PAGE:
AI App War: Incumbents Will Triumph, Most Others Will Become Free Commodities. (2 of 3) (Tech Strategy – Daily Article)

A Summary of this Article:

  • The article explores the competitive defensibility of app businesses and foundation model providers in generative AI, emphasizing the need to consider evolving competitive defenses beyond traditional moats.
  • Generative AI has a particularly significant impact by setting a new standard for operating performance for most all businesses. This includes driving increased productivity and transforming business operations.
  • While incumbents with strong moats and effective adoption have an advantage, most generative AI applications are likely to become free commodities. Success for AI apps lies in innovative services or disruptive cost models.


In Part 1, I summarized two arguments about how foundation generative AI models probably will not have moats. Those arguments (by some Google staff and a16z) were mostly about the two leading proprietary large language models (Google LaMBDA and OpenAI GPT). And both arguments point to the impact of open-source alternatives. Open source has already had an impact on image generation (Stable Diffusion vs. DALL-E).

My conclusion was that it was not really the right question. The key question is:

  • What will be the long-term competitive defensibility of app businesses and for foundation model providers in generative AI?

Look for the Evolution of Competitive Defenses, Not Just Moats.

We are trying to predict who is going to win. And that means we need to look at competitive defensibility beyond just moats.

You can build competitive defensibility in lots of ways. Some defenses can be short term. Some can be long term. And we really do see different types of defensibilities at different points in the lifecycle of a business and/or technology. If you’re looking for economies of scale in the early stages of a technology, you’re going to be disappointed. Those almost always come later.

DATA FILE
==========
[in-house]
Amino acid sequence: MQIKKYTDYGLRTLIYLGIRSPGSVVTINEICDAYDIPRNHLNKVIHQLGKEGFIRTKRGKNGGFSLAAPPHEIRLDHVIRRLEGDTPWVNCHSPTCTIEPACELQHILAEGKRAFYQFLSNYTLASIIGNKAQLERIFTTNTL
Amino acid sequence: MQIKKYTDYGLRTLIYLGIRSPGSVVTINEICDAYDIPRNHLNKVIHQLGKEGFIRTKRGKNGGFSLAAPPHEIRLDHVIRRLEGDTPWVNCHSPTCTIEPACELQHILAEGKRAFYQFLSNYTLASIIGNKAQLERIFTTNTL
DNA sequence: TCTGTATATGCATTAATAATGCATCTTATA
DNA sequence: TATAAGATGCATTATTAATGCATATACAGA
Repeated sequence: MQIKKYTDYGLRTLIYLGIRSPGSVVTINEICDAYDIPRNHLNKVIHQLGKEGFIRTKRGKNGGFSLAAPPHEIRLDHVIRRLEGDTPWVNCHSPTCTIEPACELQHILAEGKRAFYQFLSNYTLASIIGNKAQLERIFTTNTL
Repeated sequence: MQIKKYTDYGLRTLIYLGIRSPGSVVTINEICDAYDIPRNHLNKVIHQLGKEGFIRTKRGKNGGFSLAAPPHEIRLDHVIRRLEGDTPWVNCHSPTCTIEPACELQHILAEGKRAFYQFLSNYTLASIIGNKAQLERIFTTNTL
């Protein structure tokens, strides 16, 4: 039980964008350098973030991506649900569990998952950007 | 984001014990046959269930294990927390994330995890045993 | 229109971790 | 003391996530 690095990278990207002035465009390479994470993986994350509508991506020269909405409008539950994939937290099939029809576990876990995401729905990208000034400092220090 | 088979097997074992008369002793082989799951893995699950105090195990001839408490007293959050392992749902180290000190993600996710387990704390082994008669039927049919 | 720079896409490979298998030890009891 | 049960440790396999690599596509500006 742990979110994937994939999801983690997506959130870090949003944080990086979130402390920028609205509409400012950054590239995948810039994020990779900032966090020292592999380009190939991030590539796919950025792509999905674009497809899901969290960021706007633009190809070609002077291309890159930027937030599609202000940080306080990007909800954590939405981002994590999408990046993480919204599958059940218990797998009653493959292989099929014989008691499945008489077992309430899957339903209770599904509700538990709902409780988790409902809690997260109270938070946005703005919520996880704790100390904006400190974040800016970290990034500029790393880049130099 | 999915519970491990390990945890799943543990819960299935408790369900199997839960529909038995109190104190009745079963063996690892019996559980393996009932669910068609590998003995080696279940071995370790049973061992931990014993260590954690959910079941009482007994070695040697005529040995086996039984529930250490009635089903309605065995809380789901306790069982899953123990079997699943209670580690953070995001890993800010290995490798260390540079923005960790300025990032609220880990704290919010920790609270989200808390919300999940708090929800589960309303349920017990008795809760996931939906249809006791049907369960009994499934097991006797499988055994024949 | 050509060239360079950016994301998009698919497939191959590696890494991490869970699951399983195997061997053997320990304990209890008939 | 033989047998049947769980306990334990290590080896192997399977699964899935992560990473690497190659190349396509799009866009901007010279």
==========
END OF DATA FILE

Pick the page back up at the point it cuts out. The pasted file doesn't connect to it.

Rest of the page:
In my books, I have defined competitive strategy as having 6 levels.

We rarely see moats in the early stages of a new business (which is where generative AI is right now). The pattern usually looks like this.

  • In the earliest days of a new business or product, we are looking mostly at first and early mover advantages.
  • As the business models solidify, we are looking more at effective building and execution of the digital operating basics.
  • Then we are looking for digital marathons. We look to see which companies are pulling ahead of others in key operating activities.
  • These operating activities result in the building of capabilities, resources, and assets (CRAs).
  • These CRAs are what create barriers to entry and moats over time.

So, for generative AI at this stage, what I am looking for is not moats right. I am mostly looking for:

  1. First mover and digital operating basics
  2. Digital marathons
  3. Developing CRAs – and maybe barriers to entry
  4. Likely future competitive advantages within proven business models

And that is for the app companies and the foundation models.

Keep in Mind: Technology Doesn’t Have Moats. Business Models Have Moats.

75% what is happening in generative AI right now is the development of a new technology stack. There are also businesses being built, but most of this is about the rapid development of something new. Until this is more done (and the dust settles), we’re limited in predictability.

If you look at my standard graphics, I always put the business model on the right and the technologies on the left in red.

That is how I view all of this. I am looking for how new technologies, tools and business models are impacting a business at different levels. But the emergence of generative AI as a technology is really its own phenomena. So, a lot of what is going on has nothing to do with moats and business models.

And technologies almost never have moats. Only business models.